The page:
1. Do you believe in astrology? Do you attribute any part of your personality to your star sign? To what extent do you think the characters in The Luminaries are bound to their astrological signs?
2. In a similar vein, Eleanor Catton has given each of the twelve men the personality stereotypical to an astrological sign. Does this mean all their actions are pre-determined? And when taking into account the fact that this is a story filled with coincidences, unpredictability, and mistaken assumptions, what do you think Catton is saying about fate vs. coincidence? Does she give more clout to one concept than to the other?
3. Following the Zodiac as a guiding structure, The Luminaries is a stunning feat of construction. Some have argued that, in novels especially, high structural complexity can come at the expense of plot. In what ways does The Luminaries defy this theory?
4. Throughout the book, people are either hurting Anna or helping her. What is it about her that makes her a litmus test for other characters' morality?
5. This book is filled with stories within stories. The reader is often told multiple versions of events. For example, at the beginning of the book, do the twelve men at the secret meeting tell Walter Moody the whole truth? If not, what are their reasons for being less than truthful? Are there other times when you found yourself doubting the validity of a character's assertions?
6. Do you feel that the narrator was completely trustworthy? Like her Victorian predecessors, Catton doesn't hesitate to intersperse the narrative with moral judgments of her characters—frequently, her characters judge one another. Sometimes, the narrator "breaks the fourth wall" by addressing the audience directly. Do these techniques make the narrator more reliable than one who "feigns" neutrality? Is there ever such a thing as a narrator who is completely objective?
7. Some have interpreted The Luminaries as a philosophical meditation on time, pointing to the conflation of present and past throughout the story. Do you agree? What do you think The Luminaries is saying about time?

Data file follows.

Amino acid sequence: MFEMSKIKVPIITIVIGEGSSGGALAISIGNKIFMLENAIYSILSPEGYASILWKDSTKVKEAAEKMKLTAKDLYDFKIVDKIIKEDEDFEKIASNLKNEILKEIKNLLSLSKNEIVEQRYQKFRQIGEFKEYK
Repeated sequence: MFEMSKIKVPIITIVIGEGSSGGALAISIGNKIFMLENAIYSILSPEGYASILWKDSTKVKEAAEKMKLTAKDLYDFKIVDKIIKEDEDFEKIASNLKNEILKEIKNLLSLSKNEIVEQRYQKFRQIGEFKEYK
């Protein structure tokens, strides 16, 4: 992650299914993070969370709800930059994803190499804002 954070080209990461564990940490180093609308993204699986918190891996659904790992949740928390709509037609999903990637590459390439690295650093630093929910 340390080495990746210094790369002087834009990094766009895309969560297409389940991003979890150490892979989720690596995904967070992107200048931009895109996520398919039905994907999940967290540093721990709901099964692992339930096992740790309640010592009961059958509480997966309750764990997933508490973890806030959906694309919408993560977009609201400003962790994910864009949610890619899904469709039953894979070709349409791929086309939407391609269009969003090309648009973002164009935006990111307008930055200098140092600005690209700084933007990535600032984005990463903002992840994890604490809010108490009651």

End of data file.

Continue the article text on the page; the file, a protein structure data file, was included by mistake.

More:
8. The Luminaries is set in a New Zealand that is rapidly changing as a result of the gold rush. Banking has become all-important, and the outside world is exerting its growing influence, resulting in the confluence of "the savage and civil, the old world and the new." Do any of the concerns of the people in this place and time still resonate today? Are there ways in which this story could be universal?
9. Eleanor Catton was born in Canada, lives in New Zealand, studied in the United States, and travels regularly. How do you think that her experiences as an international citizen have shaped her prose? Are there certain limitations or freedoms that Catton's nationality have on her legacy as a writer?
10. Some media outlets have asserted that The Luminaries is dominated by male characters and brings to life a male-dominated world with this story. Do you agree? If Catton were a man, do you think this issue would have surfaced? Should female writers have to take their own gender into account when writing?
(Questions issued by the publisher.)
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